How Tall Will I Be?

What helps you grow and how to predict your future growth.

Medically Reviewed by Hansa D. Bhargava, MD on June 17, 2013
From the WebMD Archives

What can you expect when it comes to your final height? It’s almost as easy as taking a look at your parents, but there’s more to it than that.

WebMD asked pediatricians to answer the most common questions about getting taller. They’ve also sorted out the truth from myths when trying to determine your adult height and if there’s anything you can do about it.

What affects how tall I will be?

Your final adult height depends on a number of factors: height and growth patterns, such as early or delayed growth of family members; when you reached puberty; any chronic illnesses that you have; and nutrition, says Vaneeta Bamba, MD, a pediatric endocrinologist at The Children's Hospital of Philadelphia.

Can I figure out how tall I will be?

The best way to look ahead is to review your growth chart with your pediatrician, says Adda Grimberg, MD, a pediatric endocrinologist at The Children's Hospital of Philadelphia.

Your doctor tracks your height at every checkup. They plot your height and age on a chart, and they know what's typical for healthy boys and girls. Healthy children tend to follow a curve on the chart that is largely set by their genes, Grimberg says.

You can also do a little math, but you'll need to know how tall your parents are.

The formula below will predict your final height, plus or minus two inches, says Mitchell E. Geffner, MD, a pediatrics professor at the Keck School of Medicine of the University of Southern California in Los Angeles.

  • For girls: [(father's height - 5 inches) + mother's height] divided by two
  • For boys: [(mother's height + 5 inches) + father's height] divided by two


If my parents are tall or short, will I be just like them?

Maybe. Your genes, which you get from your parents, play a large role in your growth pattern and your final adult height. But it's not the only factor in your growth, Bamba says.

When will my growth spurt start and end? How much can I expect to grow? How is it different for boys and girls?

A growth spurt normally lasts for two years and starts at different times for girls and boys. For girls, it typically starts around age 9 to 10. The fastest point is around 11 to 12 for girls. Boys usually start around age 11 and peaking at 13.

During this time, boys typically grow about 4 inches each year. Make that 3 inches per year for girls. This is why the average man is 5 inches taller than the average woman, Geffner says.

Boys and girls stop growing at the end of puberty. That's when their growth plates -- the area where their bones grow -- fuse, Grimberg says.

Is there anything I can do to get taller, like posture exercises, foods, or supplements?

The best way to grow as tall as you possibly can is to keep healthy, provide good nutrition, exercise regularly, and sleep well.

You need good nutrition to grow, but most children and teens can get that through food and beverages without needing supplements, Grimberg says.

Great posture is a plus, but it doesn't make you grow. Think of it this way: Posture doesn't make you taller, but it makes the most of your height, Grimberg says.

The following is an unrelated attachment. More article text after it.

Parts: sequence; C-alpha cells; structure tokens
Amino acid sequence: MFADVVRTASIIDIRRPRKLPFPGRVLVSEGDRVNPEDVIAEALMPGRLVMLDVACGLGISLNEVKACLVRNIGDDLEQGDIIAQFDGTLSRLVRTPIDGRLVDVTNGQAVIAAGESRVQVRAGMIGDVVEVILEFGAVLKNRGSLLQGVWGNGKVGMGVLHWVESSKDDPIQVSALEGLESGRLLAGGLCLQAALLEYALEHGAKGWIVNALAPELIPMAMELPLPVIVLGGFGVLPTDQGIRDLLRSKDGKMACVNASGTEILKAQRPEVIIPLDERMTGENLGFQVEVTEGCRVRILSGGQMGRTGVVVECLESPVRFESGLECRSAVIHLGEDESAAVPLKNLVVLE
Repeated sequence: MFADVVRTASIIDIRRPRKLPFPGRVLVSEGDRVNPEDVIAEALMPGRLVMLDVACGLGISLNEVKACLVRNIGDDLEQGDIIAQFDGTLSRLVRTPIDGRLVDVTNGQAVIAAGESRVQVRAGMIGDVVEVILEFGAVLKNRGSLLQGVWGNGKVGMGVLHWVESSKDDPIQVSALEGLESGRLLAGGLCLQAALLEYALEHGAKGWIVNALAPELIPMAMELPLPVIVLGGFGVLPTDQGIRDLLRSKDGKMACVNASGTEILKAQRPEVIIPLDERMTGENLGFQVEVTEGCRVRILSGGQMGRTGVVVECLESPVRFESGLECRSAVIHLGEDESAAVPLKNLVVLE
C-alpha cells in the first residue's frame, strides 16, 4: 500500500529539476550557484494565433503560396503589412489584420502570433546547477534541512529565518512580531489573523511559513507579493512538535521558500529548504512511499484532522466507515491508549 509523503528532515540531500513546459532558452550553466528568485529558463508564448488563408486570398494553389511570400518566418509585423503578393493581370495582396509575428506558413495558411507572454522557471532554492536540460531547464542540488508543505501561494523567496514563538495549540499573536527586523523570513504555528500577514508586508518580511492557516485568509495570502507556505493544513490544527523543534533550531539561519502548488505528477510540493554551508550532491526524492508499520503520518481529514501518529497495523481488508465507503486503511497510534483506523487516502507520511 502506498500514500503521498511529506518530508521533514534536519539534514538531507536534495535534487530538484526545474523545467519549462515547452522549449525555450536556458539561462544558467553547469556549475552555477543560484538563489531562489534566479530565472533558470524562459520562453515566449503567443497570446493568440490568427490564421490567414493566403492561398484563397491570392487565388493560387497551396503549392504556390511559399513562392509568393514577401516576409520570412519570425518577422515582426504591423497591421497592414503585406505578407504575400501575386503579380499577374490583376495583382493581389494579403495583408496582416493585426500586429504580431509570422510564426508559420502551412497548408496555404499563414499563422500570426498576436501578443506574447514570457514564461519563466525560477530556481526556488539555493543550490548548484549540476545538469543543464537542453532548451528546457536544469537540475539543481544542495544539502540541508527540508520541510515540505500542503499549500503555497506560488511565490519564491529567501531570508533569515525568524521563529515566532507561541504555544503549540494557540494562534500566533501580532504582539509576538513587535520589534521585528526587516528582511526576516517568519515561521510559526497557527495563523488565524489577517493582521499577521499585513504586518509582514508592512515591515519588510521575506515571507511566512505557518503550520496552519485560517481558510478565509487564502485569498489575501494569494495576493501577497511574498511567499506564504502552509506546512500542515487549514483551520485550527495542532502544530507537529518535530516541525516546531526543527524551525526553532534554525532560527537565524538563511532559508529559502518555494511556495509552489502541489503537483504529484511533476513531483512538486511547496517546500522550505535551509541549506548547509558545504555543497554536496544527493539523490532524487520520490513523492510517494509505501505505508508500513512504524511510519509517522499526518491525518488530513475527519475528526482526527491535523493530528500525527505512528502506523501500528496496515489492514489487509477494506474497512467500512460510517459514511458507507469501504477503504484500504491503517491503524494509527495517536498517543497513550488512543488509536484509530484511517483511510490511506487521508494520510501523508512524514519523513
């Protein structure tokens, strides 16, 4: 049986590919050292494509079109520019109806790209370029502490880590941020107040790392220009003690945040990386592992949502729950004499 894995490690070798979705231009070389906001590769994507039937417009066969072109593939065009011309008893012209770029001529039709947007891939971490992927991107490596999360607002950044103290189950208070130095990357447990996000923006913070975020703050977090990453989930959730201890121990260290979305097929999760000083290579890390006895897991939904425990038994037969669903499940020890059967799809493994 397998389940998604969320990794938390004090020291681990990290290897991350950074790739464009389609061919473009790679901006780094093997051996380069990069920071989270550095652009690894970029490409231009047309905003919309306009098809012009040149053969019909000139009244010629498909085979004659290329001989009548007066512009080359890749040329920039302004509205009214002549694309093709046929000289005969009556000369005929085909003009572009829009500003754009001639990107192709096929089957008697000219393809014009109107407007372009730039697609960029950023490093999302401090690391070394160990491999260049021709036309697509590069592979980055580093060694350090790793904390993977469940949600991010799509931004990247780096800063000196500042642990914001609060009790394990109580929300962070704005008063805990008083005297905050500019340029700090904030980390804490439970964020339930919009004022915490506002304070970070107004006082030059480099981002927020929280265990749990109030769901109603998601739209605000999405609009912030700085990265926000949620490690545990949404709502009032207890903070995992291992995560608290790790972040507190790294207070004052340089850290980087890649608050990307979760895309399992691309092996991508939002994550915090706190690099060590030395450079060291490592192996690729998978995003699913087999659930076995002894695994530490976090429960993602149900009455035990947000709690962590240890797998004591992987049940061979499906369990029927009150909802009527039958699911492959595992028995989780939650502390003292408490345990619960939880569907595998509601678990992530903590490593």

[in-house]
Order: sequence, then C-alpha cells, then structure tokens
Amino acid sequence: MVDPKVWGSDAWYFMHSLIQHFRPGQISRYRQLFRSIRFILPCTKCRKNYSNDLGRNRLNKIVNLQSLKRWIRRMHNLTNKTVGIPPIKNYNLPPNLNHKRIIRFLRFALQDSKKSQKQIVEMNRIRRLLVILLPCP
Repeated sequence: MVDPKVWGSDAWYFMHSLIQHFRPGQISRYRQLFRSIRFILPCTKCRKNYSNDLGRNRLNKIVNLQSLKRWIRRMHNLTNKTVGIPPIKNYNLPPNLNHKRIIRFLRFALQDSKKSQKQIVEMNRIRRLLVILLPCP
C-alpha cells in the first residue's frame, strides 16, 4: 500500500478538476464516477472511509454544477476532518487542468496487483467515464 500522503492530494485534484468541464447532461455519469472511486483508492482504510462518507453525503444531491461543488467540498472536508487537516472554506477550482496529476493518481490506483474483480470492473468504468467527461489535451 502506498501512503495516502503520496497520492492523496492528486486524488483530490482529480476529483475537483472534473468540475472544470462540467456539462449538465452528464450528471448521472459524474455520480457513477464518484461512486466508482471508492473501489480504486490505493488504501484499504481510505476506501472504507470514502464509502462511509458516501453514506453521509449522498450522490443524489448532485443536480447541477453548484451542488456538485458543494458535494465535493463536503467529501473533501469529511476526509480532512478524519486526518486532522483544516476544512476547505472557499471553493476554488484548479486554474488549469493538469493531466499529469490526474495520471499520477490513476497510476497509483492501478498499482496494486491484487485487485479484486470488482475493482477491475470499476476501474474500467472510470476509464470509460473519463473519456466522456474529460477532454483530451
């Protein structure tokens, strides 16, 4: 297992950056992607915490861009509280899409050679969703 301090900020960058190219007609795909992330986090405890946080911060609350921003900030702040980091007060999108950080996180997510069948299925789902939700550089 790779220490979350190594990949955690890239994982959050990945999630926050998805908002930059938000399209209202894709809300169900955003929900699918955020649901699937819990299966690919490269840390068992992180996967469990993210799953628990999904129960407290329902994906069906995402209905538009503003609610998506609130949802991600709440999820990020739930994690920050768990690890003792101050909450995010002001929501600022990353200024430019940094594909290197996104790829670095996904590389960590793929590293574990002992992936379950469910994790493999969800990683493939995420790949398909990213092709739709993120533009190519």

Be wary of any product that claims to make you taller. Geffner says that you can find products like pills in health food stores that say "growth hormone", often with "stimulator" in parentheses, but these are scams. You cannot take growth hormone as a pill. These products aren't as strictly regulated as you might think, so you have to be careful about claims.

Doctors can prescribe growth hormone shots for certain specific causes of shortness. But routine use should be completely discouraged. Some possible side effects include diabetes and increased fluid in the brain, Geffner says.

I'm so much taller or shorter than my classmates and I'm self-conscious about it. What can I do?

You're not alone. That's a totally normal, common reaction for short or tall kids.

But you can move on from that by working on your self-esteem. The best way to build this is to emphasize your strengths.

Step back and think about what you are good at or what you enjoy doing. If you are good at sports, dance, art, or academics, then focus on this. You'll come across as confident. Remember, physical attributes change over time, Bamba says.

If you’re shorter, shoes can help for both sexes for some height. Some kids fluff up their hair for extra height. You could also be a late bloomer. A bone age test using an X-ray can show if you’re going to grow for a longer time than your friends, Geffner says.

Should I be concerned if I'm dramatically shorter or taller than members of my family?

You should go see your doctor if your height doesn’t make sense compared to your parents and siblings, whether it’s too short or too tall, Geffner says. Your doctor can decide if you need a referral to a growth specialist called a pediatric endocrinologist. 

Your doctor should be tracking your growth at yearly visits. Less than 5 centimeters of growth in one year can be abnormal.

If you’re concerned about your growth or how fast you growing, talk to your doctor. Your doctor can help you figure out if you're on track, Bamba says.

Show Sources


Vaneeta Bamba, MD, pediatric endocrinologist and director, Growth Center at The Children's Hospital of Philadelphia.

Duke University Health System “Your Growing Bones: All About Growth Plates”

Adda Grimberg, MD, pediatric endocrinologist and scientific director, Growth Center at The Children's Hospital of Philadelphia.

Mitchell E. Geffner, MD, interim chief, Center for Endocrinology, Diabetes, and Metabolism at Children's Hospital Los Angeles; professor of pediatrics, Keck School of Medicine of the University of Southern California.

Li, L. International Journal of Epidemiology, 2004, vol 33: pp 1320-1328.

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